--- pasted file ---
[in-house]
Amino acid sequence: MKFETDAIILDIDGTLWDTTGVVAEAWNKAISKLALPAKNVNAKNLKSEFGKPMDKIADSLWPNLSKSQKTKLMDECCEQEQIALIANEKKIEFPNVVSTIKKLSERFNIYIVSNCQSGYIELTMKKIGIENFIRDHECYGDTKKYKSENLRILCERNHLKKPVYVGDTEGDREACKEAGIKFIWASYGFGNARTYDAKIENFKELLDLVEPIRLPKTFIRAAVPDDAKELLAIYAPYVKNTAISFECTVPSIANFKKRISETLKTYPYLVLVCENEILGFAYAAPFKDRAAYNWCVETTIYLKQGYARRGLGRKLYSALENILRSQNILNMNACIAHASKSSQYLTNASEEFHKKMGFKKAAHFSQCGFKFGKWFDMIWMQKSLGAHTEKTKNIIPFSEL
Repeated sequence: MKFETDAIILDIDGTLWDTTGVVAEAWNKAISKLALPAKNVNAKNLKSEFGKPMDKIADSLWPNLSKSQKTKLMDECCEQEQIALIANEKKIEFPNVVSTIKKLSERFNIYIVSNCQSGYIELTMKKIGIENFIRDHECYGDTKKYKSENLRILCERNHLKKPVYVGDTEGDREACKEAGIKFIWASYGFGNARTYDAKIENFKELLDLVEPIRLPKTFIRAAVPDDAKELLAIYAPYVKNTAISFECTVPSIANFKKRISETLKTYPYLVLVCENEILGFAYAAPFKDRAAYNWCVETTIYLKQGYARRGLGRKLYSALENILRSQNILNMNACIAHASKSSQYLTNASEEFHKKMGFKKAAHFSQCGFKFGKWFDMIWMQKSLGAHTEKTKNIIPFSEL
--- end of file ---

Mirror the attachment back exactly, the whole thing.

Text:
[in-house]
Amino acid sequence: MKFETDAIILDIDGTLWDTTGVVAEAWNKAISKLALPAKNVNAKNLKSEFGKPMDKIADSLWPNLSKSQKTKLMDECCEQEQIALIANEKKIEFPNVVSTIKKLSERFNIYIVSNCQSGYIELTMKKIGIENFIRDHECYGDTKKYKSENLRILCERNHLKKPVYVGDTEGDREACKEAGIKFIWASYGFGNARTYDAKIENFKELLDLVEPIRLPKTFIRAAVPDDAKELLAIYAPYVKNTAISFECTVPSIANFKKRISETLKTYPYLVLVCENEILGFAYAAPFKDRAAYNWCVETTIYLKQGYARRGLGRKLYSALENILRSQNILNMNACIAHASKSSQYLTNASEEFHKKMGFKKAAHFSQCGFKFGKWFDMIWMQKSLGAHTEKTKNIIPFSEL
Repeated sequence: MKFETDAIILDIDGTLWDTTGVVAEAWNKAISKLALPAKNVNAKNLKSEFGKPMDKIADSLWPNLSKSQKTKLMDECCEQEQIALIANEKKIEFPNVVSTIKKLSERFNIYIVSNCQSGYIELTMKKIGIENFIRDHECYGDTKKYKSENLRILCERNHLKKPVYVGDTEGDREACKEAGIKFIWASYGFGNARTYDAKIENFKELLDLVEPIRLPKTFIRAAVPDDAKELLAIYAPYVKNTAISFECTVPSIANFKKRISETLKTYPYLVLVCENEILGFAYAAPFKDRAAYNWCVETTIYLKQGYARRGLGRKLYSALENILRSQNILNMNACIAHASKSSQYLTNASEEFHKKMGFKKAAHFSQCGFKFGKWFDMIWMQKSLGAHTEKTKNIIPFSEL